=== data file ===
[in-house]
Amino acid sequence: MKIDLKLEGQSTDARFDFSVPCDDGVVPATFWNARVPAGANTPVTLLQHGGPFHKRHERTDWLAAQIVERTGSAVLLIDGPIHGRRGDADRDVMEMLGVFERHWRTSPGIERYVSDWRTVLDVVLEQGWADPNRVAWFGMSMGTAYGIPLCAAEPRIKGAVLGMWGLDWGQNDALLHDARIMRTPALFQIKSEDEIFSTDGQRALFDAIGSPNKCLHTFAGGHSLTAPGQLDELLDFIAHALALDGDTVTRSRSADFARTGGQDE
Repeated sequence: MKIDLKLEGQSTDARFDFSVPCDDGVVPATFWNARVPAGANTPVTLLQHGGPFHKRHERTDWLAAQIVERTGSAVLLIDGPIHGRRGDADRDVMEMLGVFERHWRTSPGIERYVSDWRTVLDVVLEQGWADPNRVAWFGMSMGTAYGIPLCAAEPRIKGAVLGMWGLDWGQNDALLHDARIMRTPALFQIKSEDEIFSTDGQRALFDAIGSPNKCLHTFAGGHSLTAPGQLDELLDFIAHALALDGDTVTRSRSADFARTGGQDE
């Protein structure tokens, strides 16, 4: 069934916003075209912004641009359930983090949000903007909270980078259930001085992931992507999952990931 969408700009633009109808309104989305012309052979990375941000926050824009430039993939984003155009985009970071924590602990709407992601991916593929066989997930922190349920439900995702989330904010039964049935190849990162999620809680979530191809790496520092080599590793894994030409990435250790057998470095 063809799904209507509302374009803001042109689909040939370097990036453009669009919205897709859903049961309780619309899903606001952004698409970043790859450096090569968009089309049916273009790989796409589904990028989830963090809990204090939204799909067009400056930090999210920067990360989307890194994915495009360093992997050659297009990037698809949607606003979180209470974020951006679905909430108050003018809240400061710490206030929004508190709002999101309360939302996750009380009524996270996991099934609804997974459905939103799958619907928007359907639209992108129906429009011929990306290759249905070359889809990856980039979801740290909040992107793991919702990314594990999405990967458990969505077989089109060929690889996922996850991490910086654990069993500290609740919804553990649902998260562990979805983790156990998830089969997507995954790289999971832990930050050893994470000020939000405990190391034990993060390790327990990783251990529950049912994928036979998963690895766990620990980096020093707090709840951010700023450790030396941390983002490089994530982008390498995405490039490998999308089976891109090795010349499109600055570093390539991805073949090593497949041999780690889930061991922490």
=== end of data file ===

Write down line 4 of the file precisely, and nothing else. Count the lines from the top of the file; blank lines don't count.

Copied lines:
């Protein structure tokens, strides 16, 4: 069934916003075209912004641009359930983090949000903007909270980078259930001085992931992507999952990931 969408700009633009109808309104989305012309052979990375941000926050824009430039993939984003155009985009970071924590602990709407992601991916593929066989997930922190349920439900995702989330904010039964049935190849990162999620809680979530191809790496520092080599590793894994030409990435250790057998470095 063809799904209507509302374009803001042109689909040939370097990036453009669009919205897709859903049961309780619309899903606001952004698409970043790859450096090569968009089309049916273009790989796409589904990028989830963090809990204090939204799909067009400056930090999210920067990360989307890194994915495009360093992997050659297009990037698809949607606003979180209470974020951006679905909430108050003018809240400061710490206030929004508190709002999101309360939302996750009380009524996270996991099934609804997974459905939103799958619907928007359907639209992108129906429009011929990306290759249905070359889809990856980039979801740290909040992107793991919702990314594990999405990967458990969505077989089109060929690889996922996850991490910086654990069993500290609740919804553990649902998260562990979805983790156990998830089969997507995954790289999971832990930050050893994470000020939000405990190391034990993060390790327990990783251990529950049912994928036979998963690895766990620990980096020093707090709840951010700023450790030396941390983002490089994530982008390498995405490039490998999308089976891109090795010349499109600055570093390539991805073949090593497949041999780690889930061991922490």